Tuesday, May 10, 2011
Rome---Filipinos in Italy and all over the world doubtless greeted the victory of our own Manny Pacquiao over challenger Sugar Shane Mosley last Sunday with jubilation, even as we all feel that “we were all had” because the black challenger preferred to run away most of the time than to meet the Pinoy champ’s blows. The talk that Mosley was there not to stage a respectable fight, but only to stay on his feet long enough to collect what was due him in the end as challenger, was confirmed by what was easily obvious in the ring.
So, Manny won handily in a 9-round decision---which is just great. But given this fairly easy victory, many of his compatriots feel that our national boxer should now hang up his gloves, for after all, there are no longer worlds for him to conquer. Manny should now concentrate on being a good and effective member of the House of Representatives and carry out the programs he articulated in his campaign. He should concentrate on programs for the poor, especially for sports people who are in dire poverty and ill state of health. Manny should also use his enormous influence to promote Philippine sports and raise it to regional, if not international standards---to pull it away from the doldrums and the poison of politics that have always affected it.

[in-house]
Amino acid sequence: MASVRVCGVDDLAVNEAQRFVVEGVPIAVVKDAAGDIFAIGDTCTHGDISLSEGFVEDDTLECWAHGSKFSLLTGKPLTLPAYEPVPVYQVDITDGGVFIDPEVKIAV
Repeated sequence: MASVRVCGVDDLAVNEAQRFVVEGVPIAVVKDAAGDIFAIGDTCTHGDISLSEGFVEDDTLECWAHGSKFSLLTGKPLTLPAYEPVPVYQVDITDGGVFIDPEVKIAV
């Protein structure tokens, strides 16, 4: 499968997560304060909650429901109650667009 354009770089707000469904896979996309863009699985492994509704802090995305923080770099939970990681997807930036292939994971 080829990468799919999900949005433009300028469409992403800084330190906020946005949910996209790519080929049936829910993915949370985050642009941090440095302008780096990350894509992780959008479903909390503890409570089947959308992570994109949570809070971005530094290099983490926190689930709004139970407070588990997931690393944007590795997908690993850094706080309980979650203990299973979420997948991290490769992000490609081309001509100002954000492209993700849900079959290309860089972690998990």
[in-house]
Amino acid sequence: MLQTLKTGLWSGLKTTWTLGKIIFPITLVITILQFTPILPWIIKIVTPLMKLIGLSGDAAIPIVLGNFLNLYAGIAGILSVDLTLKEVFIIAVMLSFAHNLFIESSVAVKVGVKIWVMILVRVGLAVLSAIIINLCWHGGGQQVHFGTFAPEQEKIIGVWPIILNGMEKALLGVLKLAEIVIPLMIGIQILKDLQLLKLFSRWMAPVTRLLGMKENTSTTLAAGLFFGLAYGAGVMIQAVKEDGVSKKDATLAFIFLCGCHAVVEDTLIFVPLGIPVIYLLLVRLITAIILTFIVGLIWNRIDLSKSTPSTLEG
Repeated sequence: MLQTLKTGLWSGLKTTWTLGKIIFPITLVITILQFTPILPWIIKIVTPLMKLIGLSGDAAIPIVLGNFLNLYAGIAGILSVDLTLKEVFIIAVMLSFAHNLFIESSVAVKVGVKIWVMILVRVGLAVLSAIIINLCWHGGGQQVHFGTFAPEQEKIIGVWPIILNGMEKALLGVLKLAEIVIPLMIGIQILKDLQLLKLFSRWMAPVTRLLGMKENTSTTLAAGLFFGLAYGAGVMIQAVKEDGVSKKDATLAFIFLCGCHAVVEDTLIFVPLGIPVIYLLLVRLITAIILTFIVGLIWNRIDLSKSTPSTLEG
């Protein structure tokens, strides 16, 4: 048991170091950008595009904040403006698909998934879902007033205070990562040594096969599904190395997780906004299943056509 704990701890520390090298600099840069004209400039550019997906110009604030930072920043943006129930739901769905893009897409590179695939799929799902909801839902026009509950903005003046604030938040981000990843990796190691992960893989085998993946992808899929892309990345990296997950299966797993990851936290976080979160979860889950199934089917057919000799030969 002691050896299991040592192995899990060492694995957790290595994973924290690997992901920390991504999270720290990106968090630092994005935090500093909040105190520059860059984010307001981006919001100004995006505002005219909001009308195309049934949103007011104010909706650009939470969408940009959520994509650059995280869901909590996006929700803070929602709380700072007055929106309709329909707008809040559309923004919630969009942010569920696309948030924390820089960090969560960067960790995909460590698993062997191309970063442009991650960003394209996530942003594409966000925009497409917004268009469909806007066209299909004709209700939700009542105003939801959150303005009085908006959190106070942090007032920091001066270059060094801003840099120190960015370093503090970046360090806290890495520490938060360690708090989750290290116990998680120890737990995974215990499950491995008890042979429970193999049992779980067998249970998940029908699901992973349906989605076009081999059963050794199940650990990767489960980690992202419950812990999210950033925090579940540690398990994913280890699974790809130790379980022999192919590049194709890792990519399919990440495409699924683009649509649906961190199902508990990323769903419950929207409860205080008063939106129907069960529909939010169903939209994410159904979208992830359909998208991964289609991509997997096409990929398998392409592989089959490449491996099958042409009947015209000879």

There’s a lot of work to do right in the House, Manny. Please hang up your gloves and start working.
In an earlier blog I had written of the devotion of the late Pope John Paul II, who was declared Blessed in moving beatification ceremonies in Rome last May 1 before over a million people from around the world, to St. Faustina Kowalska, the Polish Mystic who lived earlier in the 20th century and who founded the devotion to the “Divine Mercy.” In 1993 JPII beatified Sr. Faustina, who claimed to have visions and revelations from Christ, his Mother and other saints, and canonized her in 2000, making her the first saint of the new millennium. That same year JPII also established the “Divine Mercy Sunday” every first Sunday after Easter Sunday.